The Journal Gazette
Wednesday, October 10, 2018 1:00 am

Adaptive diamond in works for WBA

To be area's 1st made specially for disabled

VICTORIA JACOBSEN | The Journal Gazette

The World Baseball Academy, a Fort Wayne organization that promotes baseball opportunities for kids, announced Tuesday that it plans to add a full-turf adaptive field to its ASH Centre athletic complex within the next year. 

The new field is being built in partnership with the Cal Ripken Sr. Foundation and will be Little League-sized, making it smaller than the three existing fields at the Freeman Street campus.

The Youth Development Field will be harder than a typical field to make it accessible to wheelchairs and walkers. It will also be entirely flat, and bases, baselines and the pitcher's mound will all be represented by different colors of artificial turf to prevent slipping and tripping hazards. The field will be the first of its kind in northeast Indiana. 

“We've been privileged to work with (Northrop alum and former major league manager) Eric Wedge for a long time, so Eric helped connect us to the Cal Ripken Sr. Foundation,” WBA CEO Caleb Kimmel said. “What we've found is that the vision and the mission of the Cal Ripken Sr. Foundation is very much aligned with the passion of the World Baseball Academy. So it really became a natural fit.”

Chuck Brady, vice president of the Cal Ripken Sr. Foundation, said the national organization and the WBA had already agreed to work together before settling on a project that would benefit children with disabilities. 

“We met with some community groups together who shared some of the needs, and one of the things that rose to the top was there really wasn't a place in the community right now where children with special needs could have a field of their own, a field that was built for them,” Brady said. 

Kimmel said the national foundation is aiding WBA in funding and in designing the field. 

“You have to make dugouts a little bit bigger, because there are kids in wheelchairs and kids playing alongside a buddy, so there are a lot more people in the dugout,” Brady explained. “We've done about 15 of these around the country, so we've kind of learned what some of the standards are and what some of those design elements were to really make this a positive experience.”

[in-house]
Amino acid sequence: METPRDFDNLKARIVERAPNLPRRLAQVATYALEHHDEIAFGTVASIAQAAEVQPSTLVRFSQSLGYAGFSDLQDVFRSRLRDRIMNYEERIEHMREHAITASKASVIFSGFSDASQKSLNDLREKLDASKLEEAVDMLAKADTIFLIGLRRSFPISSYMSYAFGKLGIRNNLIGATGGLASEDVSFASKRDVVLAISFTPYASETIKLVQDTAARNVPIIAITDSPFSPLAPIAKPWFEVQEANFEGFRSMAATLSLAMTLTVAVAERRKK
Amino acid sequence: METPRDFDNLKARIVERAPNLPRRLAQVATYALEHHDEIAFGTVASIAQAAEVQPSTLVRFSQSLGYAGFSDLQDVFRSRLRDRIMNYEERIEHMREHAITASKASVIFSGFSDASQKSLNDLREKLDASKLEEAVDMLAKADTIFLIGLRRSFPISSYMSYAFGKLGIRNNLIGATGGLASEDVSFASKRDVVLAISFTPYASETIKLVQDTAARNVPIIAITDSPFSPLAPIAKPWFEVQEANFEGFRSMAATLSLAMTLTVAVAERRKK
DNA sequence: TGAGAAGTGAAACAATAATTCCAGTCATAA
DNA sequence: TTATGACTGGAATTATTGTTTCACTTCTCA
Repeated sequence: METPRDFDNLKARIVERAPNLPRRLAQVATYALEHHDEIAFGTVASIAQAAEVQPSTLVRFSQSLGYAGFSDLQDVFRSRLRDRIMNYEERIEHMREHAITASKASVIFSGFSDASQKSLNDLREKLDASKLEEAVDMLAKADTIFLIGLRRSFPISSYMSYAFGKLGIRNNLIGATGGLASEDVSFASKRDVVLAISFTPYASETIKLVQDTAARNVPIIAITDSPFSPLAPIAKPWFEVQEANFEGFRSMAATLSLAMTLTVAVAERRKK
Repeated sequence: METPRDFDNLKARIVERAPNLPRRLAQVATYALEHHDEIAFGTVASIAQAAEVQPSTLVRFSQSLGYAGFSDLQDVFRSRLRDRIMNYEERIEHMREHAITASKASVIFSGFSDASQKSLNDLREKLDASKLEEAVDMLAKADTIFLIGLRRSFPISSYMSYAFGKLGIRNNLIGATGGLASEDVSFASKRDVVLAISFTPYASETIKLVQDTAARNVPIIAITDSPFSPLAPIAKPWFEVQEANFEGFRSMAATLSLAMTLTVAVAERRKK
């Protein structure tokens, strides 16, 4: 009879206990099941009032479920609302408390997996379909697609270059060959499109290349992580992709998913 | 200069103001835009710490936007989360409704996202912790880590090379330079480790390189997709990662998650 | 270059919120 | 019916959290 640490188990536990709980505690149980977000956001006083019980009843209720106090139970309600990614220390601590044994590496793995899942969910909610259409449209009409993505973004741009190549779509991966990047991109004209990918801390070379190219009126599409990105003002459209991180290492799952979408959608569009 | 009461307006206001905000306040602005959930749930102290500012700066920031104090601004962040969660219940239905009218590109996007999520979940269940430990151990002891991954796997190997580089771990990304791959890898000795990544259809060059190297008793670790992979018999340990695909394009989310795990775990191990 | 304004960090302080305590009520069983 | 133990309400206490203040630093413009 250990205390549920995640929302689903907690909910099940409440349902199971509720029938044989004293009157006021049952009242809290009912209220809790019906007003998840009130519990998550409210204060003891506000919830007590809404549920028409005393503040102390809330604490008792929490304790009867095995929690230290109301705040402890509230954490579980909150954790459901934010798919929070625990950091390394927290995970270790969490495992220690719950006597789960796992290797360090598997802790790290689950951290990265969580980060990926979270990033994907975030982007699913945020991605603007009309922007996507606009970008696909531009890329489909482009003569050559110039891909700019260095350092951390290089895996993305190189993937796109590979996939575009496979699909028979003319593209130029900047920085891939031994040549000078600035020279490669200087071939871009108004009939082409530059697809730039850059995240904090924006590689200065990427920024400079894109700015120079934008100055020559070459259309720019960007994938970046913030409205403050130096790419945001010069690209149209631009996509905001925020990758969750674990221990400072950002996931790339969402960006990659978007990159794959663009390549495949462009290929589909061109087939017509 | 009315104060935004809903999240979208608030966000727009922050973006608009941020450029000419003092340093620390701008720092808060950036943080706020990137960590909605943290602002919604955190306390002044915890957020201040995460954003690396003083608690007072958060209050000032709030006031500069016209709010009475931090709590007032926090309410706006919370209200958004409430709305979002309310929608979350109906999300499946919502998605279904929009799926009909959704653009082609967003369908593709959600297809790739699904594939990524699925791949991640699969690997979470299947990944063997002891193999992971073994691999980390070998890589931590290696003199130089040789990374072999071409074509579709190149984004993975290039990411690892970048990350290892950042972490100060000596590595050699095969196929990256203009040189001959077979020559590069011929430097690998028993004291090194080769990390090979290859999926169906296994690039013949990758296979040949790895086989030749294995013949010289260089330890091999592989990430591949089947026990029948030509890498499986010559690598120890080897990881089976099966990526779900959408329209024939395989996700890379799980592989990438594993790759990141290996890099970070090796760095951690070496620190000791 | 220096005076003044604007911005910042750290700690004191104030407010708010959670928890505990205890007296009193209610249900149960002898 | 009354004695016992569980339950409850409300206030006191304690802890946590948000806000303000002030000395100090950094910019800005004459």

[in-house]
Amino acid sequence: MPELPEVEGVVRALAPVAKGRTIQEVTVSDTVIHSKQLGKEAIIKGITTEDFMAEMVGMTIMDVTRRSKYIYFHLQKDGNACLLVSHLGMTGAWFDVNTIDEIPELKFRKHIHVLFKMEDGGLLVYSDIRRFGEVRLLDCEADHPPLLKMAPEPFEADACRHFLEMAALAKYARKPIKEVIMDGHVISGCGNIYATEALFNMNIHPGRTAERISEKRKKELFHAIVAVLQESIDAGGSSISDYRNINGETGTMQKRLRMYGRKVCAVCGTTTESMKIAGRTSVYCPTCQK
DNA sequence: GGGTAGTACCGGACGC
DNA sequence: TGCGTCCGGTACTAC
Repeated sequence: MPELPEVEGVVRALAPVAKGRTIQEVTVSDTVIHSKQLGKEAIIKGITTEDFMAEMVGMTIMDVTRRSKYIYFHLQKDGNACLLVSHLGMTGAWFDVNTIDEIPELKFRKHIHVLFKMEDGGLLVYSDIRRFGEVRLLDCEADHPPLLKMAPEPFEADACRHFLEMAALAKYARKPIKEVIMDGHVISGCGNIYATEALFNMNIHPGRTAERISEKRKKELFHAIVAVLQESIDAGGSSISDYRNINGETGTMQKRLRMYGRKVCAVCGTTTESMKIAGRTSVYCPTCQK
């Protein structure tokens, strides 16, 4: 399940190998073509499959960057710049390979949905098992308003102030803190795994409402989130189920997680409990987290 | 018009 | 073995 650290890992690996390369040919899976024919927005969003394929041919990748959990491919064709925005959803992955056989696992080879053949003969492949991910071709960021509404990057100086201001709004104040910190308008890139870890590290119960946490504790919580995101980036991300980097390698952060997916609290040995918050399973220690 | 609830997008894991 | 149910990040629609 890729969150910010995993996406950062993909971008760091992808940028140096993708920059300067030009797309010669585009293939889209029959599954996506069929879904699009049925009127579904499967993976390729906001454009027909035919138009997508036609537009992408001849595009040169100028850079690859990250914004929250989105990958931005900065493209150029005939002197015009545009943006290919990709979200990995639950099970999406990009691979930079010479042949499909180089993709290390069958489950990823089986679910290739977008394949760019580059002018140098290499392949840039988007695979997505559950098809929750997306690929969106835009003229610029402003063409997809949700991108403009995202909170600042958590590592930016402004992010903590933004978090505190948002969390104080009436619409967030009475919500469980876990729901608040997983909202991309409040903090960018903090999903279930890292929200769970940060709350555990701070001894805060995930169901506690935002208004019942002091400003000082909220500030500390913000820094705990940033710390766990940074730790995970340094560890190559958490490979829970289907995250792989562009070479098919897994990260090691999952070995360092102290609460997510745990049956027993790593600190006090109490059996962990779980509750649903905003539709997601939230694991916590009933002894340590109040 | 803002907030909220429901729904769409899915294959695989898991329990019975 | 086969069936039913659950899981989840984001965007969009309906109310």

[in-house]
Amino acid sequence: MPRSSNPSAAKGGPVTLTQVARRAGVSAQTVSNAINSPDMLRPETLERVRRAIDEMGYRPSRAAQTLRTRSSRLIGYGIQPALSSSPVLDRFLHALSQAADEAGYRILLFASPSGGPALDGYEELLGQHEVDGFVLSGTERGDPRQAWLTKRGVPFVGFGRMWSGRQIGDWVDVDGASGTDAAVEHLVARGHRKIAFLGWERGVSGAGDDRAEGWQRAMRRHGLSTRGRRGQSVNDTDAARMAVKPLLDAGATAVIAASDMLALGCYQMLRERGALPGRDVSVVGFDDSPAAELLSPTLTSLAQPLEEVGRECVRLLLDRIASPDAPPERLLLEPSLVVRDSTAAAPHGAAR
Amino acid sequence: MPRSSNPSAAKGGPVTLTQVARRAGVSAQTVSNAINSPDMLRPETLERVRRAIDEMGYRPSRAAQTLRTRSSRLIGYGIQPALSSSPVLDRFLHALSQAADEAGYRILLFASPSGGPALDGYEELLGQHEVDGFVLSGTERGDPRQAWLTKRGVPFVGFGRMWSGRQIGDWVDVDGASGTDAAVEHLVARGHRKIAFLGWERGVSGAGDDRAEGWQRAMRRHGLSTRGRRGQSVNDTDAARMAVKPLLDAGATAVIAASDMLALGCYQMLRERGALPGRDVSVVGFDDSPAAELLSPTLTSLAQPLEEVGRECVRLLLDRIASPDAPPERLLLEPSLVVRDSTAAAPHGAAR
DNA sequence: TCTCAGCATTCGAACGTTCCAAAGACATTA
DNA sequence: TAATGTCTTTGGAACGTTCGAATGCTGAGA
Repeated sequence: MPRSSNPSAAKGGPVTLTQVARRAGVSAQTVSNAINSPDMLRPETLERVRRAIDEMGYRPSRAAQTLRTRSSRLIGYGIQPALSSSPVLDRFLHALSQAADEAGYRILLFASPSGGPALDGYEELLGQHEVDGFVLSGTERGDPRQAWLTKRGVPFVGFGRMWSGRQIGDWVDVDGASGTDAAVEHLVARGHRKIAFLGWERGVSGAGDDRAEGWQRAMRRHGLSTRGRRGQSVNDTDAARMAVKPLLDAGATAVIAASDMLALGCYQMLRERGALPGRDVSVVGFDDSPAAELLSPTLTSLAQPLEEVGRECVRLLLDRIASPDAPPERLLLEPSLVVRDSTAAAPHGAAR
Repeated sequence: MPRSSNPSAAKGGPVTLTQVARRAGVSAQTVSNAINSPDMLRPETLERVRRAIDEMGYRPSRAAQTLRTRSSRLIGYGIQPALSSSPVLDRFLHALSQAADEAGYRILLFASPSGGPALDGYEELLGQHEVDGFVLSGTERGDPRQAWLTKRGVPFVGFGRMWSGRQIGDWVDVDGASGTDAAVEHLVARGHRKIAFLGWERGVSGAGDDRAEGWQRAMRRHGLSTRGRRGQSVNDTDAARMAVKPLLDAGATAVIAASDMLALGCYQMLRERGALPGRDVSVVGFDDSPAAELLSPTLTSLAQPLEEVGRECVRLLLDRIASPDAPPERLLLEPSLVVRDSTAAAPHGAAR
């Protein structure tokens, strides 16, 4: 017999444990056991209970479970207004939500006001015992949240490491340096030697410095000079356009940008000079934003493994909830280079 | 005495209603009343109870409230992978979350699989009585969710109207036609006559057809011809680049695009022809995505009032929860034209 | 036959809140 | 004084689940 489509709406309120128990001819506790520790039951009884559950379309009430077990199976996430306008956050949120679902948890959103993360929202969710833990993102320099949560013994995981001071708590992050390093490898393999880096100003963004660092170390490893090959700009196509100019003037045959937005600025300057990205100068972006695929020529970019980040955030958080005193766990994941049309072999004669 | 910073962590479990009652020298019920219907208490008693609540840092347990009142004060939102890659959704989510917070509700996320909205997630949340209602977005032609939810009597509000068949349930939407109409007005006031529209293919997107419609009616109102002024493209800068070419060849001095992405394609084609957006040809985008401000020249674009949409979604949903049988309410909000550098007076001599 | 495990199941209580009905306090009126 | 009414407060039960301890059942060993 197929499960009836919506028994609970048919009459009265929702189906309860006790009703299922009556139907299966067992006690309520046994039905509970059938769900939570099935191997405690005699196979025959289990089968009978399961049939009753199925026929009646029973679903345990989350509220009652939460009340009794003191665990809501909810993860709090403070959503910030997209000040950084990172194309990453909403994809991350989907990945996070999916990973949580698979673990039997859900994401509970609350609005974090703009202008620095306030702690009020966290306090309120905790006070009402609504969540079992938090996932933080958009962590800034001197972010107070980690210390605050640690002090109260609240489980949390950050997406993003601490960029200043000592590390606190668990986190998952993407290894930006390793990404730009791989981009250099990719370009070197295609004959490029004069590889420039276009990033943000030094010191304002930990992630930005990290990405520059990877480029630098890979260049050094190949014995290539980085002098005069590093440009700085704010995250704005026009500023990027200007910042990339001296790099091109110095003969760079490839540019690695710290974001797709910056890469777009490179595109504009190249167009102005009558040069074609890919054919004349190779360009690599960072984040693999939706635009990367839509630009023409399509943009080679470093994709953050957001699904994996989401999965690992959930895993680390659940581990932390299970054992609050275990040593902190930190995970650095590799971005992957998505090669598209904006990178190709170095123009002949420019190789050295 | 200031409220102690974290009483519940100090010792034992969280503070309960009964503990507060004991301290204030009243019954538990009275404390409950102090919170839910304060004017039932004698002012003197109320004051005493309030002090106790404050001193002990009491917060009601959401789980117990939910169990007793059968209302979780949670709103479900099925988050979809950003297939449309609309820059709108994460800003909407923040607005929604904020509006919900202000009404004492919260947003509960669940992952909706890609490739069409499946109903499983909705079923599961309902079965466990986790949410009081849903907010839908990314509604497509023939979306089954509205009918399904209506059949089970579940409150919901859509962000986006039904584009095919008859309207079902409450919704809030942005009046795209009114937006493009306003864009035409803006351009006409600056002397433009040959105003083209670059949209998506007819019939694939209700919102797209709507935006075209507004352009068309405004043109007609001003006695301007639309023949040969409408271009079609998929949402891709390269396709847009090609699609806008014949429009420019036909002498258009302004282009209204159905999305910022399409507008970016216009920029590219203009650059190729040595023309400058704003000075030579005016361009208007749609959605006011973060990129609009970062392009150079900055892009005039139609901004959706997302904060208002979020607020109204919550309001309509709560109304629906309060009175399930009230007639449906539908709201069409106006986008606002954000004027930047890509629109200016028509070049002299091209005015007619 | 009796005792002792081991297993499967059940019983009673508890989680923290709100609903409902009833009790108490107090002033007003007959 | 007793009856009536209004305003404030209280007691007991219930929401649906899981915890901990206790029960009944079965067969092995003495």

The new field is expected to cost $1.1 million, and the project, which includes improved lighting, landscaping and parking, is budgeted for $2.3 million. More than half the cost of the field has already been raised with the help of the AWS Foundation, a local group that supports people with disabilities, and the Cal Ripken Sr. Foundation has agreed to match up to $100,000 of funds raised for the project in the next month.

Kimmel said the area where the new field will be located is already prepared for construction, and installation should take three to four months. He hopes that funds will be raised quickly enough so that kids can use the new field in 2019. Use of the three existing fields should not be limited by the new construction. 

Brady said that the partnership between the Baltimore-based Cal Ripken Sr. Foundation and local baseball organizations can last 15 to 20 years. 

“We'll have staff assigned to the World Baseball Academy who will work with them on a regular basis to help with everything from bringing clinics for kids to supplying kids who may not have baseball gloves,” Brady said. “We have camps every year in the Baltimore area, we fly kids out there. We have a lot of program curriculum that can be delivered out on the field. It's an abundance of programs and resources.”

Kimmel said he is excited for what should be the highest quality field in the area, and the fact that it will be shared by all sorts of kids. 

“It's going to be a beautiful field, all turf, which is an asset in and of itself,” Kimmel said. “The quality itself is really exciting, to be able to say we have the nicest field being utilized by at-risk youth and students with varying abilities, and so I think that's a neat thing for Fort Wayne.” 

Sign up for our daily headlines newsletter

Top headlines are sent daily